Regulation Tomorrow

The Queen’s Speech 2017: Insurance aspects

On 21 June 2017, the Queen delivered her Speech, outlining the government’s legislative agenda. The Queen’s Speech sets out 27 legislative bills, of which eight are entirely concerned with measures for leaving the European Union.

Of particular relevance to insurance are:

  • The Automated and Electric Vehicles Bill, which will extend compulsory motor vehicle insurance to cover the use of automated vehicles to ensure that compensation claims continue to be paid quickly, fairly and easily in line with longstanding insurance practice. The Bill will also allow the regulatory framework to keep pace with the fast-evolving technology for electric cars, helping to improve air quality, and will provide for the installation of charging points for electric and hydrogen vehicles.
  • The Civil Liability Bill, which will crack down on fraudulent whiplash claims and is expected to reduce motor insurance premiums by approximately £35 a year. The Bill will ban offers to settle claims without the support of medical evidence and introduce a new fixed tariff of compensation for whiplash injuries with a duration of up to two years.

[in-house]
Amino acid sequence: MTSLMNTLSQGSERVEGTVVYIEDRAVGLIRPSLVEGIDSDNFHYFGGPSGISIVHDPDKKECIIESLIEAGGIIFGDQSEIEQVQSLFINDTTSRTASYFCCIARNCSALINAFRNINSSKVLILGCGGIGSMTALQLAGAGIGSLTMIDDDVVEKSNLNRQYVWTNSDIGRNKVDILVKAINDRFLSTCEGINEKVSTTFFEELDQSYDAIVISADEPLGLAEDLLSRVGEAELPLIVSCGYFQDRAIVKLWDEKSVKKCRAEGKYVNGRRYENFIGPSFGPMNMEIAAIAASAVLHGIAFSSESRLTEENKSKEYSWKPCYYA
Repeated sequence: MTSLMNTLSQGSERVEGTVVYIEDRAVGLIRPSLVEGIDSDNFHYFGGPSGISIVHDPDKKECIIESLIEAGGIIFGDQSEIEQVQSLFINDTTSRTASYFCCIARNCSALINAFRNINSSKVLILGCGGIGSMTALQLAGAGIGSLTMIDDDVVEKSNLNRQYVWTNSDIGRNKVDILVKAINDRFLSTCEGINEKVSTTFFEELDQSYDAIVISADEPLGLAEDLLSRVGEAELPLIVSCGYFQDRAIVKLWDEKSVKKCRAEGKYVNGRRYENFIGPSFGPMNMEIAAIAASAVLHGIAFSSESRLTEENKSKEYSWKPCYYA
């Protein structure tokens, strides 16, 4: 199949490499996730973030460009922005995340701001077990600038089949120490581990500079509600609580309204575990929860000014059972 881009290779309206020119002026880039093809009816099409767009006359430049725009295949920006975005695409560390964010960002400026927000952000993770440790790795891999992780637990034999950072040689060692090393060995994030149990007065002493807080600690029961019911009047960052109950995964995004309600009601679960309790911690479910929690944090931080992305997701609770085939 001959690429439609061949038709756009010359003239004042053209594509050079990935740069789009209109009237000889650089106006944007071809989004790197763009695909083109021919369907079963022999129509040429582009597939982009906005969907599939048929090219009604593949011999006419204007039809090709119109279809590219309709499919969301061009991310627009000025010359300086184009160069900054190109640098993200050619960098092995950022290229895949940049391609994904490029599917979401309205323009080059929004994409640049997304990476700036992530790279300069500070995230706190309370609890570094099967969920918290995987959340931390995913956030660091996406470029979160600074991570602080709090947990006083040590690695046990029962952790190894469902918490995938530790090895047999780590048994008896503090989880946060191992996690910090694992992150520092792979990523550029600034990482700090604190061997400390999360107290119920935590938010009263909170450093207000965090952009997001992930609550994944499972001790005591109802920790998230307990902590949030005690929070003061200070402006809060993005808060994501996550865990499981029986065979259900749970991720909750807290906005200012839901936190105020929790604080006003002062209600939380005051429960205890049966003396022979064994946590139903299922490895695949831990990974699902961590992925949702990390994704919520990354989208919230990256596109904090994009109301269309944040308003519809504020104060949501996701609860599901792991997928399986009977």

• The Financial Guidance and Claims Bill, which will combine three financial advice bodies into one to ensure that consumers are able to seek the help and advice they need to manage their finances. The Bill will establish a new statutory body, accountable to Parliament, with responsibility for coordinating the provision of debt advice, money guidance and pension guidance. Of particular interest to the insurance industry, the Bill will also transfer the regulation of claims management services to the FCA and transfer complaints-handling responsibility to the Financial Ombudsman Service (FOS).

While these are welcome measures, there was no specific reference to reforming the Ogden discount rate for calculating personal injury damages. The insurance industry had been hoping for further detail on the Ogden rate in the Queens speech, although reforms may still be included in the Civil Liability Bill.

View The Queen’s Speech 2017: Insurance aspects

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